Linguistic advice for when you’re broke and need a loan

Your true friends will be there through thick and thin, good and bad—unless you need money. Oh, yes, your friends will be there when you want to talk about your colorectal surgery or Big Bang Theory fan fiction, but the moment you need a loan, you’ll find them staring at their shoes and kicking the dirt. Nothing kills a good friendship like loaning or borrowing cash, but, sometimes you have no other choice. Here are some tips on asking for a handout in Chinese without killing your friendships.

The first thing that one should keep in mind is that you should probably not use the word “money.” People prefer to describe their difficulty in a more euphemistic manner; for that there is 手头紧 (shǒutóu jǐn), which roughly means “tight fists.” If you don’t want to give a specific description about what happened to you, you can go with this all-purpose term:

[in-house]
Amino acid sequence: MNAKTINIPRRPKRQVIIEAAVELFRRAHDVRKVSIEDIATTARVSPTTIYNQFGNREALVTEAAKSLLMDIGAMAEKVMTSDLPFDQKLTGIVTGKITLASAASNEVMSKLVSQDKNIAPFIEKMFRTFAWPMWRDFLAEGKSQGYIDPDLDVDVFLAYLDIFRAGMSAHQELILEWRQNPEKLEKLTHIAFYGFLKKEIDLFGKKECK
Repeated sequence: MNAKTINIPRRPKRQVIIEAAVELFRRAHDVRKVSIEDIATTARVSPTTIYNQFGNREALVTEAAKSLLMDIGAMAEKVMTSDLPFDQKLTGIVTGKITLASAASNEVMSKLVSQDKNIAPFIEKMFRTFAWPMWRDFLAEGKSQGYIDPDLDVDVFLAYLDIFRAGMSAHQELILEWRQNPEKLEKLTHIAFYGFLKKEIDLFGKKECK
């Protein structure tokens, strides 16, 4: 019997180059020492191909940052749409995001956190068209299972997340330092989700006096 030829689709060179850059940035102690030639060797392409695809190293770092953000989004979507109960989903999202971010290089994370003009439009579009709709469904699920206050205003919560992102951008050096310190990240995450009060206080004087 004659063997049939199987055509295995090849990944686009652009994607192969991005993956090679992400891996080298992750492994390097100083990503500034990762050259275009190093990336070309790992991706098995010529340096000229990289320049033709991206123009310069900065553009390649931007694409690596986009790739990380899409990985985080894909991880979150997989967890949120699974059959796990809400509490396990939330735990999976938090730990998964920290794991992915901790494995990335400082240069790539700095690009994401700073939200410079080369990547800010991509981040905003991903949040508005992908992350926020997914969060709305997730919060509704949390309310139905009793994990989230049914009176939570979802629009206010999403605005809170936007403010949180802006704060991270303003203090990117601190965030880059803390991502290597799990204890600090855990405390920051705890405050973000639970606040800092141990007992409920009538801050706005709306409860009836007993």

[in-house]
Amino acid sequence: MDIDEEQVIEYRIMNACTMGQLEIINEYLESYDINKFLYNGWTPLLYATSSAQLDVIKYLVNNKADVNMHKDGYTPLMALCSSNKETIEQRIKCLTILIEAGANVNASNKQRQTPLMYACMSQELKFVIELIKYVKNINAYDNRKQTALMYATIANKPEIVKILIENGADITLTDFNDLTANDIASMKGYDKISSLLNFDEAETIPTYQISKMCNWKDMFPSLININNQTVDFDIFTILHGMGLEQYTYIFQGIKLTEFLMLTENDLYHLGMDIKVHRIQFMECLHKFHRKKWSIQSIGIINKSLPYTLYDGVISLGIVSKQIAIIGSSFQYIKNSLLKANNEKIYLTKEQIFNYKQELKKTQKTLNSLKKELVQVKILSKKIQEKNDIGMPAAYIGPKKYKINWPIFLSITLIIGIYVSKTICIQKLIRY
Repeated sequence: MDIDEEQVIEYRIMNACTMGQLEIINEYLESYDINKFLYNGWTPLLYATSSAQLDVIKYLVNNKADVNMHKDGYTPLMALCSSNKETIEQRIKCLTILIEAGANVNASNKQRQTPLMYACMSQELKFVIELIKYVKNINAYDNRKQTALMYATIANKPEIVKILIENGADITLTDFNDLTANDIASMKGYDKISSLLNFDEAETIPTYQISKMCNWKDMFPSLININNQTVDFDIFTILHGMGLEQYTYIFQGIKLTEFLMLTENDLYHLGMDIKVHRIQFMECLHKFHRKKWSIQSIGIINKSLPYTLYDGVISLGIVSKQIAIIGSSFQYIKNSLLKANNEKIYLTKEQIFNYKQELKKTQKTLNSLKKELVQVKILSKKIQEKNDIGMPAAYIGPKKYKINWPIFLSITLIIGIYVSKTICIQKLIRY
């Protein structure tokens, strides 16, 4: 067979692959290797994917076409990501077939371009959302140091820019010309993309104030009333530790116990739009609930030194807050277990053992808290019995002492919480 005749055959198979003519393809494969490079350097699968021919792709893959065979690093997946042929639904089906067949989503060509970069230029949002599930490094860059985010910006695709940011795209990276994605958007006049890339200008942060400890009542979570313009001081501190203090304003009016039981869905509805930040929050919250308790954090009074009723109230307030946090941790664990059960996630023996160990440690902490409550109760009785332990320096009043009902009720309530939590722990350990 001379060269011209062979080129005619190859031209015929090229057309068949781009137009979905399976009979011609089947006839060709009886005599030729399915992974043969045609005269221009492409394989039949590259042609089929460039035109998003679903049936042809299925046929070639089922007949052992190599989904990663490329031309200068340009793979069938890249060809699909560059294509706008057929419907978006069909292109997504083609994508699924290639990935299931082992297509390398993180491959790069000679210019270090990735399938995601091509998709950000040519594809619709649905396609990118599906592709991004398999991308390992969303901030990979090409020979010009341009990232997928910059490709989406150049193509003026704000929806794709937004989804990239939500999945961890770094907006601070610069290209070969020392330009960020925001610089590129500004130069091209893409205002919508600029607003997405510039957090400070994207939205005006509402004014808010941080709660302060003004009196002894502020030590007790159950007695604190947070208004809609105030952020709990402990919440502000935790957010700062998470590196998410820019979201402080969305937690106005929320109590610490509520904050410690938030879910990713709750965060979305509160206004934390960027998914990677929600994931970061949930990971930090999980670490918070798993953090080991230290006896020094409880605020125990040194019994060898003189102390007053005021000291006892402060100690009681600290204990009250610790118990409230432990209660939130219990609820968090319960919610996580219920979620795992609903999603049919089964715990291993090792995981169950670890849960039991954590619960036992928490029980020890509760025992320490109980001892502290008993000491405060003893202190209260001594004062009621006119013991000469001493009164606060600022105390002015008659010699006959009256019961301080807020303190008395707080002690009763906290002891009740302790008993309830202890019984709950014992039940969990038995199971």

It’s hard to explain, but recently my fists are a little tight. So, I have to come to you for help.
Zhēn bù hǎoyìsi kāikǒu, dànshì wǒ zuìjìn shǒutóu yǒudiǎn er jǐn, zhǐhǎo zhǎo nǐ bāngmáng.

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Can You Share Some Change? is a story from our issue, “Wildest Fantasy.” To read the entire issue, become a subscriber and receive the full magazine. Alternatively, you can purchase the digital version from the App Store.


author Sun Jiahui (孙佳慧)

Sun Jiahui is a freelance writer and former editor at The World of Chinese. She writes about Chinese language, society and culture, and is especially passionate about sharing stories of China's ancient past with a wider audience. She has been writing for TWOC for over six years, and pens the Choice Chengyu column.

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